Surprisingly, adding this extra cover might not cost anything but it’s best to ask.
Q4. Am I covered abroad?
If you’re planning to travel for your work, or if you have clients abroad, you’ll need to make sure you’re covered. This applies both to the work you do and the equipment you use to do it.
Check the ‘geographical limits’ (where in the world you can work) and the ‘jurisdictional limits’ (what country’s laws apply if you’re sued). Usually, these will state either ‘UK’, ‘EU’ or ‘worldwide’.
Be aware that one set of limits might not apply to all the cover you’re getting. For example, your PI insurance might have ‘EU’ limits but your portable equipment insurance (laptops, phones etc) might only be ‘UK’. For example, go to see a client in Spain and your work’s covered but your laptop isn’t.
Q5. Does this insurance cover other people?
To avoid being liable for others, you need to know exactly who is and isn’t covered by your insurance. The difference between employees, freelancers and the general public means you could need three different types of insurance.
Employees – any UK business with employees legally has to have employers’ liability insurance or face a £2,500 daily fine. An ‘employee’ can be full-time or part-time, temporary or permanent, paid or unpaid – almost anyone, in fact. If you’re not sure you need it, see the HSE’s guide for employers.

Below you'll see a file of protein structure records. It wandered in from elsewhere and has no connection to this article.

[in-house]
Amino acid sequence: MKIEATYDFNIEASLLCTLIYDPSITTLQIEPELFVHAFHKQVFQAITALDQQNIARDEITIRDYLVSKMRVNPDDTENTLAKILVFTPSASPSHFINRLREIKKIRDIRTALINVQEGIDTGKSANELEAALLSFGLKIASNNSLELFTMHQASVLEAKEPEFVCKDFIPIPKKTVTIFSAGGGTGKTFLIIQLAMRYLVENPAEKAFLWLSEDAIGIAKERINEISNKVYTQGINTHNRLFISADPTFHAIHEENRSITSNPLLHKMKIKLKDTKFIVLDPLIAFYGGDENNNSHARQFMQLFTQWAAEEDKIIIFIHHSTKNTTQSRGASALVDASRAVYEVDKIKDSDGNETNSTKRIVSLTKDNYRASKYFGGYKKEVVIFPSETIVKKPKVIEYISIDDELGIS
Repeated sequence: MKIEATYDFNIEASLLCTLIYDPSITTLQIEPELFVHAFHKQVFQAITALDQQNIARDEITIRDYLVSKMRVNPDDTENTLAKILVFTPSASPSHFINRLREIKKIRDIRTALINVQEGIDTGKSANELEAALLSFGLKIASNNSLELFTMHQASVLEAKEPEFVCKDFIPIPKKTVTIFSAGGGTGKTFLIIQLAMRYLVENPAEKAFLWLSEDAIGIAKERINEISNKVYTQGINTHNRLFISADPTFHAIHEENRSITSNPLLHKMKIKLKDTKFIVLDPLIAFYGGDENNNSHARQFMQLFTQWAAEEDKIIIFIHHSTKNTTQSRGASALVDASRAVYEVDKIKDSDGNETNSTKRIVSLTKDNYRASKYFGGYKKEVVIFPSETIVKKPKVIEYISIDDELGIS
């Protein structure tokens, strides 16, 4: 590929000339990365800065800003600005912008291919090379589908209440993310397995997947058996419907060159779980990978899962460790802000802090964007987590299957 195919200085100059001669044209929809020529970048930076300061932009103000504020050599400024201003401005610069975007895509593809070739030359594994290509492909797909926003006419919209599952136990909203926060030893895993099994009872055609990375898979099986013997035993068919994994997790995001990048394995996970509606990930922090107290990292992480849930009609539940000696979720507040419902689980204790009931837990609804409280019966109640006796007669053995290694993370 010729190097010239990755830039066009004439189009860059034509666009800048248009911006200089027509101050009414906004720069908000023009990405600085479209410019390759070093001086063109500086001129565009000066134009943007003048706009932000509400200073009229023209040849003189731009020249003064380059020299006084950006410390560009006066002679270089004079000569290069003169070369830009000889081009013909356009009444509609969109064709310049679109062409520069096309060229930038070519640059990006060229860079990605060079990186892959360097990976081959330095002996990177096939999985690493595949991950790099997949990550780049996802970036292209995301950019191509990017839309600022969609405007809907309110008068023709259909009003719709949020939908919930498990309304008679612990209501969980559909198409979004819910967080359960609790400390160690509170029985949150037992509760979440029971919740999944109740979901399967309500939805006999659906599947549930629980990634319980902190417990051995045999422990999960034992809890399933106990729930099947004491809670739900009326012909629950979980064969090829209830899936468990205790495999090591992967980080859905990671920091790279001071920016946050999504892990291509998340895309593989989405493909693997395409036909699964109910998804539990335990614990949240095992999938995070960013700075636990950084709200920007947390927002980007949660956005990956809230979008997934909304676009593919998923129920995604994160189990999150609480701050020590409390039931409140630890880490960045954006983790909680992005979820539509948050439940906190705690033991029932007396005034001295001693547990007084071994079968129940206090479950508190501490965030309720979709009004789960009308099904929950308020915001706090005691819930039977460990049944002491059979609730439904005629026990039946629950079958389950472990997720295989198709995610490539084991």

If you do have employees, one policy in the business’s name covers everyone – you don’t need to name individuals.
Freelancers & subcontractors – if you need an extra pair of hands and engage a freelancer to help, their work is covered by your PI insurance. If you need someone to do something because it’s outside your area of expertise (for example, getting a chartered accountant to prepare a client’s books), they’re a subcontractor and not covered by your PI insurance. They’re a professional in their own right and should have their own insurance.
If you’re using a subcontractor, make sure they have PI so it’s their insurer paying for their mistakes. Or at least make sure there’s a written agreement between you that states they’ll cover any financial losses you have to pay because they’ve mucked up.
The general public – if you have visitors to your office, or you go out and about, injuries and/or property damage accidently caused by you are covered by public liability insurance.
So there we go. Enough to get you started.
As a general rule, don’t be shy when sorting out your insurance – ask as many questions as you need to. It’s your business you’re protecting, after all.
And if you have any insurance-related questions, we’d love to answer them. Have a look at policybee.co.uk/vact, call a friendly expert on 0345 222 5370 or email [email protected]. As a friend OF vact, they are you a 10% saving off your professional indemnity insurance just mention VACT at time of purchase.
PolicyBee is an independent, digital broker with a knack for covering freelancers, sole traders, small businesses and charities. They specialise in helping people get the insurance they need quickly and easily, and without breaking the bank.